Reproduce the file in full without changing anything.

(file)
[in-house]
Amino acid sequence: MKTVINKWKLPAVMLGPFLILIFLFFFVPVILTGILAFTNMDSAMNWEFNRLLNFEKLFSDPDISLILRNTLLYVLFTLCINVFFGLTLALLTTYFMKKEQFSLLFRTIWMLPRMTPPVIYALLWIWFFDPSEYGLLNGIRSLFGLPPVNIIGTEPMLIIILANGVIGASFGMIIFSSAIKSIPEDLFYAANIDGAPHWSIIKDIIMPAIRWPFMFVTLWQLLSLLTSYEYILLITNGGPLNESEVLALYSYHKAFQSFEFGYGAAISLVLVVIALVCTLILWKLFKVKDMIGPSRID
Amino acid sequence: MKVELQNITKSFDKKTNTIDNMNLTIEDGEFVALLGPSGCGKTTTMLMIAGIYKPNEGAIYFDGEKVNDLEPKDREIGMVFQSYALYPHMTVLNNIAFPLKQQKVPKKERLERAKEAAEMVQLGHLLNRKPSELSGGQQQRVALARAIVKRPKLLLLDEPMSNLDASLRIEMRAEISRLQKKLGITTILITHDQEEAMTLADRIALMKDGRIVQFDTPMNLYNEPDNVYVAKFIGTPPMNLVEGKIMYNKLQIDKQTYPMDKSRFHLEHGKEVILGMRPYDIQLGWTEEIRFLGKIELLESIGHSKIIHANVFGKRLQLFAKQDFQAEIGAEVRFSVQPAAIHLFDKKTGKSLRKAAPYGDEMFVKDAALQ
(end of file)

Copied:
[in-house]
Amino acid sequence: MKTVINKWKLPAVMLGPFLILIFLFFFVPVILTGILAFTNMDSAMNWEFNRLLNFEKLFSDPDISLILRNTLLYVLFTLCINVFFGLTLALLTTYFMKKEQFSLLFRTIWMLPRMTPPVIYALLWIWFFDPSEYGLLNGIRSLFGLPPVNIIGTEPMLIIILANGVIGASFGMIIFSSAIKSIPEDLFYAANIDGAPHWSIIKDIIMPAIRWPFMFVTLWQLLSLLTSYEYILLITNGGPLNESEVLALYSYHKAFQSFEFGYGAAISLVLVVIALVCTLILWKLFKVKDMIGPSRID
Amino acid sequence: MKVELQNITKSFDKKTNTIDNMNLTIEDGEFVALLGPSGCGKTTTMLMIAGIYKPNEGAIYFDGEKVNDLEPKDREIGMVFQSYALYPHMTVLNNIAFPLKQQKVPKKERLERAKEAAEMVQLGHLLNRKPSELSGGQQQRVALARAIVKRPKLLLLDEPMSNLDASLRIEMRAEISRLQKKLGITTILITHDQEEAMTLADRIALMKDGRIVQFDTPMNLYNEPDNVYVAKFIGTPPMNLVEGKIMYNKLQIDKQTYPMDKSRFHLEHGKEVILGMRPYDIQLGWTEEIRFLGKIELLESIGHSKIIHANVFGKRLQLFAKQDFQAEIGAEVRFSVQPAAIHLFDKKTGKSLRKAAPYGDEMFVKDAALQ